Regroup numbers with more than 9 tenths or 9 hundredths into simplest unit form and vice versa.
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Students have dealt with regrouping decimal units in limited cases in previous lessons, e.g., 6 tenths = 60 hundredths. Today’s lesson extends that work to regrouping to various units, include ones that are not adjacent to the given unit. This serves a few purposes: (1) it helps to reinforce the 10-to-1 relationship in decimal numbers, (2) it helps students understand the value of a zero at the end of a decimal (e.g., 0.6 = 0.60), and (3) it prepares students for addition and subtraction of decimals, where students may need to convert a value in one unit to another unit in order to be able to add or subtract like units.
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A dime is $${{1\over10}}$$ of a dollar and a penny is $${{1\over100}}$$ of a dollar.
Would you rather have 4 one-dollar bills and 1 dime, 42 dimes, or 413 pennies? Justify your answer.
a. Regroup each of the following values in terms of tenths. Then do the same in terms of hundredths.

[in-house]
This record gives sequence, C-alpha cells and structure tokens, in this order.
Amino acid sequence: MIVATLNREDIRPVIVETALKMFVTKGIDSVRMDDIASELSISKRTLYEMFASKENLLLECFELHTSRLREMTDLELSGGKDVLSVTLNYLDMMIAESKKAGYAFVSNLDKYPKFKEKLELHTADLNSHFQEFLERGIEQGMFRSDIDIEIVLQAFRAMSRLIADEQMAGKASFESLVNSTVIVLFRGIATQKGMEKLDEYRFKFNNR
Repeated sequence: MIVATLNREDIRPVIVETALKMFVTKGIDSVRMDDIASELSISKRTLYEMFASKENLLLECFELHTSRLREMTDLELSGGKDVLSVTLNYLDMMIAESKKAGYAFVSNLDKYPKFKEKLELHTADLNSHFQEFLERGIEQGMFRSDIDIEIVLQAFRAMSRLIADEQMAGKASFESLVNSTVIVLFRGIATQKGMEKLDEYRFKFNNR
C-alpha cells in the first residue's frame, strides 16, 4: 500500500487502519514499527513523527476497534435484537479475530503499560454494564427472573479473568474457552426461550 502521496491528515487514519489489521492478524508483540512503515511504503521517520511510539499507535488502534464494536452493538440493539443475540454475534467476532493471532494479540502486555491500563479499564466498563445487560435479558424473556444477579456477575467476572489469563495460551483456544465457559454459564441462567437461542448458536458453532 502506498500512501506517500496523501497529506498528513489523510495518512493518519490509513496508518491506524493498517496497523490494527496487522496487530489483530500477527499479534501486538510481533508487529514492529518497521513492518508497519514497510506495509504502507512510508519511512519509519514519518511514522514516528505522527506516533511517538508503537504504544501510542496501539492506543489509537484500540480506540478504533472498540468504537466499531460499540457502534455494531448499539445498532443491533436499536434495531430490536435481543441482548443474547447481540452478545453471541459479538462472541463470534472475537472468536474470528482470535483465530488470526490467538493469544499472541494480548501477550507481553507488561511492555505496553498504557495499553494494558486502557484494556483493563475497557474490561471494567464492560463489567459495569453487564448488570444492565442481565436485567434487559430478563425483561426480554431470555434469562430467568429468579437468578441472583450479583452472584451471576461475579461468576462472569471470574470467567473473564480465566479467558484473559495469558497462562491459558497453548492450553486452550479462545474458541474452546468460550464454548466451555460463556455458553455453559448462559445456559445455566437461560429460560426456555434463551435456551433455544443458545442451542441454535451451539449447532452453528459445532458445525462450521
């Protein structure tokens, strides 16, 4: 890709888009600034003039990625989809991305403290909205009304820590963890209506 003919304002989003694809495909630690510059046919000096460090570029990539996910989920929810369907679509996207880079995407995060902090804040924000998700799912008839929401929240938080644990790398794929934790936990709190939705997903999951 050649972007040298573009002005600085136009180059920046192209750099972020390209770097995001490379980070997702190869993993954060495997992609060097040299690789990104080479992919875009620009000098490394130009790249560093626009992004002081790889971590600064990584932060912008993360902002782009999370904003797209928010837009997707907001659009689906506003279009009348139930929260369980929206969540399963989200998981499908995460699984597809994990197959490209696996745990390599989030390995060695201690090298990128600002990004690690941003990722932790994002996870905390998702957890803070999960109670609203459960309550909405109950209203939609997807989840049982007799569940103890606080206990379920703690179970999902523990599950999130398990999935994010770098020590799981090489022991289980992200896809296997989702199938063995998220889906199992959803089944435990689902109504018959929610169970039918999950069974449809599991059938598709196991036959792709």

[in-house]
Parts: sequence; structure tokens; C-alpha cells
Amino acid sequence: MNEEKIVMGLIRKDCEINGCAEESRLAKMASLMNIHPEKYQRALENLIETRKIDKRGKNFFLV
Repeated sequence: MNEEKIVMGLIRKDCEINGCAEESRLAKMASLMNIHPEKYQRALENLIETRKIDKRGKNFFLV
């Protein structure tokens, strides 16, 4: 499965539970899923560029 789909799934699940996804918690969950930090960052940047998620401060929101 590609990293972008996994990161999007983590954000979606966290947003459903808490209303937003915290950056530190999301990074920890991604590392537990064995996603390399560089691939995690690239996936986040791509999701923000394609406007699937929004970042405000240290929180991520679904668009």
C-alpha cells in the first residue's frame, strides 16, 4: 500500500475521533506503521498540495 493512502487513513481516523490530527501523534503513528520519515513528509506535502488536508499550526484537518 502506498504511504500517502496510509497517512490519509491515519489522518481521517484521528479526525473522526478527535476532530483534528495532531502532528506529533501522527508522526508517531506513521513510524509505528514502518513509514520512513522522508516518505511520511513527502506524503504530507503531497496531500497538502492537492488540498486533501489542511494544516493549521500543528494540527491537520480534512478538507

i. $${2{4\over10}}$$ = ____ tenths = ____ hundredths
ii. 3 ones 5 tenths 7 hundredths = ____ tenths ____ hundredths = ____ hundredths
b. How would you write each of the values in part (a) as decimals?
a. Fill in the blanks to make the following true.
i. 170 hundredths = _____ tenths _____ hundredths = _____ ones _____ tenths _____ hundredths
ii. $${{407\over100}}$$ = _____ tenths _____ hundredths = _____ ones _____ tenths _____ hundredths
b. How would you write each of the values in part (a) as decimals?
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Grade 4 Mathematics > Module 6 > Topic B > Lesson 8 of the New York State Common Core Mathematics Curriculum from EngageNY and Great Minds. © 2015 Great Minds. Licensed by EngageNY of the New York State Education Department under the CC BY-NC-SA 3.0 US license. Accessed Dec. 2, 2016, 5:15 p.m..
Modified by The Match Foundation, Inc.?